Ms. Gandhi included this snippet:

On some great and glorious day the plain folks of the land will reach their heart's desire at last, and the White House will be adorned by a downright moron." -- H.L. Mencken

I'd say we've already reached that day.

Posted by: William at August 27, 2007 9:59 AM

Reminds me of a political cartoon I saw years ago which showed a tall, skinny caricature of Uncle Sam standing next to a complicated machine with gears and belts and pulleys and smokestacks sticking out all over. Across the front of the machine was a banner which read, "American Presidential Primary Process". Uncle Sam has just moved a lever on the side of the machine to "On", and coming down a chute in the front of the machine are -- you guessed it -- two yo-yo's.

Posted by: Kirk Strong at August 27, 2007 11:51 AM

Listen, the only thing more mockable than the public servants we actually have are the public servants that people will say they want... When you can muster the energy required to get them to say what they want, which is difficult. It's always easier just to sit in the back of the room and throw spitballs.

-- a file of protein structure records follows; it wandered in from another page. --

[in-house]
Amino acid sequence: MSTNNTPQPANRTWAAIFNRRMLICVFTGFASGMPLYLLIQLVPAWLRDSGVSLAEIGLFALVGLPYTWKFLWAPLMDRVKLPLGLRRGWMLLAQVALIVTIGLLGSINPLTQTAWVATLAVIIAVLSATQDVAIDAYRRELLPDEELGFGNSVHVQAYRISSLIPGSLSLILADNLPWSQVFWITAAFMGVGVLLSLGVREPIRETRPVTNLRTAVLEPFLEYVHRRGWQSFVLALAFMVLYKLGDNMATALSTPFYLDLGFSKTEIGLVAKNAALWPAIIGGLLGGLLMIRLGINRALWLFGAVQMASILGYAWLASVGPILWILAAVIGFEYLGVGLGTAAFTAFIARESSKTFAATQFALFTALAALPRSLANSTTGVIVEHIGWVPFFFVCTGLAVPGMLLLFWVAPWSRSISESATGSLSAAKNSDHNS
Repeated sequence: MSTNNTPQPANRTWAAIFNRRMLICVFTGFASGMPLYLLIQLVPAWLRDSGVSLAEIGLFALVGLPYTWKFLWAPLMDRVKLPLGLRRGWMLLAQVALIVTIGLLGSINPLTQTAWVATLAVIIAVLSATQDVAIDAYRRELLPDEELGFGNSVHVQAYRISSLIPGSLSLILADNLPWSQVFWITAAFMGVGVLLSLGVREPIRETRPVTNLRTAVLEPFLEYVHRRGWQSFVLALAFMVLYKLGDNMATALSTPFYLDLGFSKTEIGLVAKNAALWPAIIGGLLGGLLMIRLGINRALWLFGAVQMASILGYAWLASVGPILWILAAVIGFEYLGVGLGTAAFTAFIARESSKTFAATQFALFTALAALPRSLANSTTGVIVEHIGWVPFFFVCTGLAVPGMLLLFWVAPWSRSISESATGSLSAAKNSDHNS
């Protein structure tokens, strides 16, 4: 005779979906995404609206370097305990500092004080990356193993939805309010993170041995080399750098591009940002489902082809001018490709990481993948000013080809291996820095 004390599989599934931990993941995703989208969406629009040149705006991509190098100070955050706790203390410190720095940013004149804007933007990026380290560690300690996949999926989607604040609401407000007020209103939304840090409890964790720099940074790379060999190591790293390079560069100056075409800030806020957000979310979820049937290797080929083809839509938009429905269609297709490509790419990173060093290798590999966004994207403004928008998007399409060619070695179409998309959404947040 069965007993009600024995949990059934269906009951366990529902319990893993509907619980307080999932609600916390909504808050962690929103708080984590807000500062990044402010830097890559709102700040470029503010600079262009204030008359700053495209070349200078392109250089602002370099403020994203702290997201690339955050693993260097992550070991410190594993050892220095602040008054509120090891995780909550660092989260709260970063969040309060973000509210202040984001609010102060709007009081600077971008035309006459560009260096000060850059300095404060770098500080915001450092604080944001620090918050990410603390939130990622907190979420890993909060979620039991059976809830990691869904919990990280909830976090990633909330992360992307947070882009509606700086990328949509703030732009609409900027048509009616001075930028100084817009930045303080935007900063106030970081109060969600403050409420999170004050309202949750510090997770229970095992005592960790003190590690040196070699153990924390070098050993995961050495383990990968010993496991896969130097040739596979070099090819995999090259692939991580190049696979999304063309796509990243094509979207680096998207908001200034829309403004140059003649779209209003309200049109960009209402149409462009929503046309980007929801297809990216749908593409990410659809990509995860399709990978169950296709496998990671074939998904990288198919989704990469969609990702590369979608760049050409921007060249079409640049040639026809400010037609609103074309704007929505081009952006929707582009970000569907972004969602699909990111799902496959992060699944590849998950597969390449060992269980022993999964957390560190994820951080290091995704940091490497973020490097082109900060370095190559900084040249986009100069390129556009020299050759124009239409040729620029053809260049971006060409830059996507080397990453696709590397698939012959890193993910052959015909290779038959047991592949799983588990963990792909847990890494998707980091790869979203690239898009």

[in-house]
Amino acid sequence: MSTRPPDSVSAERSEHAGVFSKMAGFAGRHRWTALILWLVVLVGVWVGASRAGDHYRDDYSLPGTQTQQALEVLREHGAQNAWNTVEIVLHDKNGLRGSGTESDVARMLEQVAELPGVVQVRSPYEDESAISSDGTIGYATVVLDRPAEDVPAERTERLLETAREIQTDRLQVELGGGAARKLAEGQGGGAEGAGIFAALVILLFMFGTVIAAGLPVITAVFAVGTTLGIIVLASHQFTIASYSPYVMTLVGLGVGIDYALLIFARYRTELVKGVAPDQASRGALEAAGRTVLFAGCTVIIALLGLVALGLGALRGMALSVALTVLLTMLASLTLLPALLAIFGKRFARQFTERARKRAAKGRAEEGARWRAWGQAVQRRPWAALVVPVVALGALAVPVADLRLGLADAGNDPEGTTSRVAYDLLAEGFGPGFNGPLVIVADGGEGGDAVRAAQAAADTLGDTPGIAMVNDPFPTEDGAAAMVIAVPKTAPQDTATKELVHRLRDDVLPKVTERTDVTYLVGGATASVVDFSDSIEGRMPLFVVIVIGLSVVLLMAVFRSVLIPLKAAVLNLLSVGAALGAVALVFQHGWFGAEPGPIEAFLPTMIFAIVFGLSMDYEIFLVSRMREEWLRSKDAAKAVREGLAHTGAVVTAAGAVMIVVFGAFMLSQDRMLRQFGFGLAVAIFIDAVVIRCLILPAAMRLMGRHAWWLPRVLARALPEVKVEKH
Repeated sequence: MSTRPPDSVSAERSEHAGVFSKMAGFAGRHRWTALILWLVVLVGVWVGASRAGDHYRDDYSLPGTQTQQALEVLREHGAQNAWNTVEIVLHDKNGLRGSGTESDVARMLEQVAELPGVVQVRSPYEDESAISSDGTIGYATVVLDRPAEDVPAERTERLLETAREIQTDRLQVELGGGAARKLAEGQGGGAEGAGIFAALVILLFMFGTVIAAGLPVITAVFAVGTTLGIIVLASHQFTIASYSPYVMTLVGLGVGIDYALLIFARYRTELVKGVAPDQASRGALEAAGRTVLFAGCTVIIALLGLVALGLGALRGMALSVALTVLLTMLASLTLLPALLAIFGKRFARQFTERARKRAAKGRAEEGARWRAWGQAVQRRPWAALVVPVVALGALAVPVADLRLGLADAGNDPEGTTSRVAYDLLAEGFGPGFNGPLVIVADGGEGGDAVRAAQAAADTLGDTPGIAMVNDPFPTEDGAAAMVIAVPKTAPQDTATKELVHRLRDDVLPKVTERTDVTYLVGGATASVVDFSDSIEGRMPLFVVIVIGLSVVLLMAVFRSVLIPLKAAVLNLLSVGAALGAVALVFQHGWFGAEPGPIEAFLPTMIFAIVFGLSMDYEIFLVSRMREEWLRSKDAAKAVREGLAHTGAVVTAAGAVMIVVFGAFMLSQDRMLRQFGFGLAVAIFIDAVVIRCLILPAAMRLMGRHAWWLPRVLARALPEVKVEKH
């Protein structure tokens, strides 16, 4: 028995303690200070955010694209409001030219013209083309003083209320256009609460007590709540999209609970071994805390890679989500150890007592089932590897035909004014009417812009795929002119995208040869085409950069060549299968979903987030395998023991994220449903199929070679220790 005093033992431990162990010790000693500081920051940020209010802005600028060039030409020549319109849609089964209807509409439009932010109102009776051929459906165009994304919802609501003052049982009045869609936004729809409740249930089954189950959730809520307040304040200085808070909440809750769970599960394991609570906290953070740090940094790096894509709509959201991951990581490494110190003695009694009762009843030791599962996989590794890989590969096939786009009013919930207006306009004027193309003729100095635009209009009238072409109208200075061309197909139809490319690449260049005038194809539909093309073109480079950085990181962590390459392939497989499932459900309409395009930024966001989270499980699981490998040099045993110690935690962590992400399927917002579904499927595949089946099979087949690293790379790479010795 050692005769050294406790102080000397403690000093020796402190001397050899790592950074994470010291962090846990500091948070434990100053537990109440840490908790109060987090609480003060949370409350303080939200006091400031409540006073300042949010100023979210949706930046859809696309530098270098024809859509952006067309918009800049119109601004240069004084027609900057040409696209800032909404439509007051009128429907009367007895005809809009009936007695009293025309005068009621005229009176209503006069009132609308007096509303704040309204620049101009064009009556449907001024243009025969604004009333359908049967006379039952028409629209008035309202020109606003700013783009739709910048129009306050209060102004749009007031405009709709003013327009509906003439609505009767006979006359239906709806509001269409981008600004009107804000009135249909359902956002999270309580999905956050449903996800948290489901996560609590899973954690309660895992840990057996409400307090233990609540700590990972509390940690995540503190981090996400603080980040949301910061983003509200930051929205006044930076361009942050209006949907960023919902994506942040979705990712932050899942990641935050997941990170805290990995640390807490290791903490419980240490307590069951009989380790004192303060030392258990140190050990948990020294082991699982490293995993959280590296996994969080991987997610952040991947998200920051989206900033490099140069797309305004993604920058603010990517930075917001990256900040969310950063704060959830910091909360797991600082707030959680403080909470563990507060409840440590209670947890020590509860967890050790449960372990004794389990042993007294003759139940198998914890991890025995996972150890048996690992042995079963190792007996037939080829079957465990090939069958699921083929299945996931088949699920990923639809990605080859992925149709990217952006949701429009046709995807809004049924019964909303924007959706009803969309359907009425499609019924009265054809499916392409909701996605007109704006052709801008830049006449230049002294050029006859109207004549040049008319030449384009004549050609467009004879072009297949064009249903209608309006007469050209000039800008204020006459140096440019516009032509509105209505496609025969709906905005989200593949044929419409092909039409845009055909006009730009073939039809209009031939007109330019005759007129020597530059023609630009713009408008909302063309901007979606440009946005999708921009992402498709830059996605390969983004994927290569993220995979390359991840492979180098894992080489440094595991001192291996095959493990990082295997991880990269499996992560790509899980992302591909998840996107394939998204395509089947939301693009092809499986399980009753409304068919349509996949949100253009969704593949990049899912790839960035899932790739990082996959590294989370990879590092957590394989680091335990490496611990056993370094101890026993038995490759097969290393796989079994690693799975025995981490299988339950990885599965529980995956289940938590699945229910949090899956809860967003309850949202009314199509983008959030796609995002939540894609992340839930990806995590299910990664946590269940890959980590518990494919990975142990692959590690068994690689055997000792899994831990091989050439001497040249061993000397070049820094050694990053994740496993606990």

When not pestering Amy and her readers, I go to Reddit and Digg and Mefi. These sites are populated by young, technical, presumably liberal people with undergraduate degrees. They're obsessed with Bush & Rove, and every third posting describes the imminent End of Freedom As We Know It. And of course, they're enchanted with John Stewart and Stephen Colbert.

But these men are clowns. If you poured enough beer into Stewart in the privacy of a booth at a pizza parlor, he might admit it. He'd never do so in public.... Why should he? If his viewers feel an extra twinge of loyalty to his comedy because Goddamit, he's telling it like it is!, then why would Stewart want to interrupt the fantasy? He's got a business to run. Baby needs a new pair of shoes.